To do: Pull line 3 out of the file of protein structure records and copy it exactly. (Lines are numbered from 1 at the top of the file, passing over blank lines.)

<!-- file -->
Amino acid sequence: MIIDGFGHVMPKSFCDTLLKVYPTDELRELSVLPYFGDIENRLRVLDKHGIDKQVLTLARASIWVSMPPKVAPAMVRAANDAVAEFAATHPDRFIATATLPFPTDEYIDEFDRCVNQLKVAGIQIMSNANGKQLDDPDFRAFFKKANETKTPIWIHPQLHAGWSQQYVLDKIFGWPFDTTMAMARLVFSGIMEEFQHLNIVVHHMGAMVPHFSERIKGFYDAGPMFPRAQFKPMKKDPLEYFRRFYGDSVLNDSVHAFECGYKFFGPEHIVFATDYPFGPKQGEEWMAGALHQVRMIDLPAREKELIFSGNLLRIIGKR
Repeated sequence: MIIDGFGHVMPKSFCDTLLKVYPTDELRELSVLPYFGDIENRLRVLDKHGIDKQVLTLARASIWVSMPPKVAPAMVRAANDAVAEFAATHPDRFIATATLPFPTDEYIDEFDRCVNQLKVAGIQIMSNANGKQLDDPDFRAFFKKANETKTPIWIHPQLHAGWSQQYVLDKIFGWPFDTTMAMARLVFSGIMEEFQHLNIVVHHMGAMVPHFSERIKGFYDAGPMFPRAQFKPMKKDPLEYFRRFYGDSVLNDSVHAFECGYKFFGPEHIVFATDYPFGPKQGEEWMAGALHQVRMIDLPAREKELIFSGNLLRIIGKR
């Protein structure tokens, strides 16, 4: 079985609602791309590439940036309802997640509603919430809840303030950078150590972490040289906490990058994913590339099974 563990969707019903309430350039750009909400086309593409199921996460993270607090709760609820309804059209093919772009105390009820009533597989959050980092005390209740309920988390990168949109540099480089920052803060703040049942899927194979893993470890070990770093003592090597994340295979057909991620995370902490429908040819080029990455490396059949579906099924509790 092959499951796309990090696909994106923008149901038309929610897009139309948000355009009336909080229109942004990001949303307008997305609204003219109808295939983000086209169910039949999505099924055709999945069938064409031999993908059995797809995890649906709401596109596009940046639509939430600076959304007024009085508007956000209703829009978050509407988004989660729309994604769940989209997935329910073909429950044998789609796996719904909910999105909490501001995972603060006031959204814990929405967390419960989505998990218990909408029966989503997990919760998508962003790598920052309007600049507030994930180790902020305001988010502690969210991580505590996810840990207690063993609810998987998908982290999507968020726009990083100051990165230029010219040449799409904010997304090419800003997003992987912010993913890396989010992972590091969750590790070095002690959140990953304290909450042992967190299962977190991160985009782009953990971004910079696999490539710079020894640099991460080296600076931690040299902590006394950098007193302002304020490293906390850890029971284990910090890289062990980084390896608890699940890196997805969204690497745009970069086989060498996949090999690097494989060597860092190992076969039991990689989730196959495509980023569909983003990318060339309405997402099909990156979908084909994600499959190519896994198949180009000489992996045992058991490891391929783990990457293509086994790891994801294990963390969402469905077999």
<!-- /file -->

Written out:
């Protein structure tokens, strides 16, 4: 079985609602791309590439940036309802997640509603919430809840303030950078150590972490040289906490990058994913590339099974 563990969707019903309430350039750009909400086309593409199921996460993270607090709760609820309804059209093919772009105390009820009533597989959050980092005390209740309920988390990168949109540099480089920052803060703040049942899927194979893993470890070990770093003592090597994340295979057909991620995370902490429908040819080029990455490396059949579906099924509790 092959499951796309990090696909994106923008149901038309929610897009139309948000355009009336909080229109942004990001949303307008997305609204003219109808295939983000086209169910039949999505099924055709999945069938064409031999993908059995797809995890649906709401596109596009940046639509939430600076959304007024009085508007956000209703829009978050509407988004989660729309994604769940989209997935329910073909429950044998789609796996719904909910999105909490501001995972603060006031959204814990929405967390419960989505998990218990909408029966989503997990919760998508962003790598920052309007600049507030994930180790902020305001988010502690969210991580505590996810840990207690063993609810998987998908982290999507968020726009990083100051990165230029010219040449799409904010997304090419800003997003992987912010993913890396989010992972590091969750590790070095002690959140990953304290909450042992967190299962977190991160985009782009953990971004910079696999490539710079020894640099991460080296600076931690040299902590006394950098007193302002304020490293906390850890029971284990910090890289062990980084390896608890699940890196997805969204690497745009970069086989060498996949090999690097494989060597860092190992076969039991990689989730196959495509980023569909983003990318060339309405997402099909990156979908084909994600499959190519896994198949180009000489992996045992058991490891391929783990990457293509086994790891994801294990963390969402469905077999």